I am talking about A SOCIAL CONDITION THAT RELIES ON PROPERTY TAXES for the good of society.
Not enough people or businesses pay enough property taxes to support the system in its current form.
Thus my allusion to Social Security.
I am not talking about how I can make more money.
I am talking about how the government can make more money.
Aside from that , your response is spot on.
I still want to talk about how the government can make more money.
No matter how comfortable my personal situation, I need a better school system , hospitals that are not going broke, A functional police department , and a functional Fire Department. No matter how good my situation I will need the state to provide these things.
That is the discussion I am trying to have. Not trying to figure out how I can more profitably rent.
This news story is about the bailout after all.
My point is that when I go down to Enterprise and rent a car from them that they take all of their expenses out of my car rental payment.
A landlord is operating a business just like every other business. The cost of doing business MUST be paid for by the customer. If you are charging your tenants say $895.00 a month on a mortgage of say $850.00 a month then you are loosing money.
Sounds to me like you need to sit down figure out exactly to the penny what your monthly expenses are on your property and increase your rates accordingly. You should NOT be paying a single penny out of pocket on your rental property.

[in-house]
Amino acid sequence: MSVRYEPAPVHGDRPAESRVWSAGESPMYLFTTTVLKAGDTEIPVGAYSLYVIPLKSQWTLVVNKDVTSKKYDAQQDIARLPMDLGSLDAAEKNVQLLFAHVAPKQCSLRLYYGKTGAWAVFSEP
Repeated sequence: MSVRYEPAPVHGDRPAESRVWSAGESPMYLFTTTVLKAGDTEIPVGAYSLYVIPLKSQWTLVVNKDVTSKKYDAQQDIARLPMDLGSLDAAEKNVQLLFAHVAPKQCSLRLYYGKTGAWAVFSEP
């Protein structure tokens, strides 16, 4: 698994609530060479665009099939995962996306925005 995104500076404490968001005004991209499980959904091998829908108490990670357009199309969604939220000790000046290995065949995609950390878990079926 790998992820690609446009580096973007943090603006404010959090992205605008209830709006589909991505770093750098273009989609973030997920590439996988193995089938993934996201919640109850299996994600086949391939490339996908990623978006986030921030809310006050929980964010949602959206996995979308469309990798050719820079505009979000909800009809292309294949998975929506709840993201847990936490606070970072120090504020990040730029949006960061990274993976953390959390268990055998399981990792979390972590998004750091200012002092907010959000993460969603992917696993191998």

Not only that but if you have a 30 year mortgage and you are basing your rent on that 30 year mortgage you are loosing money as you are paying the bank and not yourself.
You need to try and keep everything within a 10 year period. That means that the property is completely paid for in 10 years. Now that means for the first 10 year of ownership you will not see a very big income from your property. Then once the final payment is paid you are able to keep the mortgage payments for yourself. If your mortgage payment is $1,200.00 then once you property is paid for you get to keep all $1,200.00. That is your payment as the landlord. Not only that but you should have enough money saved up to pay to have the roof fixed, buy a new water heater or air/heat unit, etc..
One of the draw backs to renting is some people just have to go out of their way to totally destroy other people's property. I have seen people move into a rental stay about 3 or 4 months and move out leaving several thousand dollars of damage behind. Some state allow landlords to buy what is called Renters Insurance that helps pay for some if not all of the damages left by a tenant that cannot be covered by the damage deposit the renter pays when they first move in. I rented from a company that charged me the first month, the last month and a $500.00 deposit. Then they told me that if I lived there a year I would get the first month free when I renewed my lease. That right there eliminate a lot of problems. Renters with that kind of money will most likely take better care of your property.